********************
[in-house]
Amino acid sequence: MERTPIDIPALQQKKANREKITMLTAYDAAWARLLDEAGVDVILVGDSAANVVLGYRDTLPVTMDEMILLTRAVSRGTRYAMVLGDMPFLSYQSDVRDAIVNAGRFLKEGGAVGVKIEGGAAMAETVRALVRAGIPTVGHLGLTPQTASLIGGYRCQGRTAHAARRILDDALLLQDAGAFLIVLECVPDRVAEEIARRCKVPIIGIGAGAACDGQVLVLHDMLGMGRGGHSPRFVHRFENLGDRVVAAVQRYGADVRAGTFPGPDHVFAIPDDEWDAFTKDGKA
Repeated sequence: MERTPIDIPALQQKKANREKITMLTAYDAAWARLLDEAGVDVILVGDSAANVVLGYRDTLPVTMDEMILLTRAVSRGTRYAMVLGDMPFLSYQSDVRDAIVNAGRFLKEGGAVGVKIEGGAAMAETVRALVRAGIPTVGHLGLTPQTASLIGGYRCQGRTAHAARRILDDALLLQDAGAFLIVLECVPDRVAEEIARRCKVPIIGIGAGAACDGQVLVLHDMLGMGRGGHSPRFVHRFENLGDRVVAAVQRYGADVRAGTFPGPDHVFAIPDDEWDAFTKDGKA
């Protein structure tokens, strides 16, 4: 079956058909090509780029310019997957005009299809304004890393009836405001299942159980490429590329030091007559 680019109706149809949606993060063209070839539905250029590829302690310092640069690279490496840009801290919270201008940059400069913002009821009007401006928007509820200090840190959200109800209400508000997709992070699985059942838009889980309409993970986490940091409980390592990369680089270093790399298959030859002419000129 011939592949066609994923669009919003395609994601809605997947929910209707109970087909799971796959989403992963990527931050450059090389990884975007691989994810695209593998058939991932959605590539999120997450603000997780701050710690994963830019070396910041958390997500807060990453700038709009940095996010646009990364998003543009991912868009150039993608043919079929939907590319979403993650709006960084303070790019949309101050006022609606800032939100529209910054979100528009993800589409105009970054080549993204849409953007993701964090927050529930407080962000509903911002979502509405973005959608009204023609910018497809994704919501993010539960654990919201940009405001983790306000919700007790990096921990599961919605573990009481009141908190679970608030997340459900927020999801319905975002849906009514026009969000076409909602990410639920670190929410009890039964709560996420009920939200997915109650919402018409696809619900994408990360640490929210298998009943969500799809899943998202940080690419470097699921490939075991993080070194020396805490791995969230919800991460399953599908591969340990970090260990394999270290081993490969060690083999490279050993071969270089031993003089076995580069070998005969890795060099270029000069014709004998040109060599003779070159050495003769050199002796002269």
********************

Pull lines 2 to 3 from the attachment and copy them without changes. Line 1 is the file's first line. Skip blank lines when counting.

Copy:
Amino acid sequence: MERTPIDIPALQQKKANREKITMLTAYDAAWARLLDEAGVDVILVGDSAANVVLGYRDTLPVTMDEMILLTRAVSRGTRYAMVLGDMPFLSYQSDVRDAIVNAGRFLKEGGAVGVKIEGGAAMAETVRALVRAGIPTVGHLGLTPQTASLIGGYRCQGRTAHAARRILDDALLLQDAGAFLIVLECVPDRVAEEIARRCKVPIIGIGAGAACDGQVLVLHDMLGMGRGGHSPRFVHRFENLGDRVVAAVQRYGADVRAGTFPGPDHVFAIPDDEWDAFTKDGKA
Repeated sequence: MERTPIDIPALQQKKANREKITMLTAYDAAWARLLDEAGVDVILVGDSAANVVLGYRDTLPVTMDEMILLTRAVSRGTRYAMVLGDMPFLSYQSDVRDAIVNAGRFLKEGGAVGVKIEGGAAMAETVRALVRAGIPTVGHLGLTPQTASLIGGYRCQGRTAHAARRILDDALLLQDAGAFLIVLECVPDRVAEEIARRCKVPIIGIGAGAACDGQVLVLHDMLGMGRGGHSPRFVHRFENLGDRVVAAVQRYGADVRAGTFPGPDHVFAIPDDEWDAFTKDGKA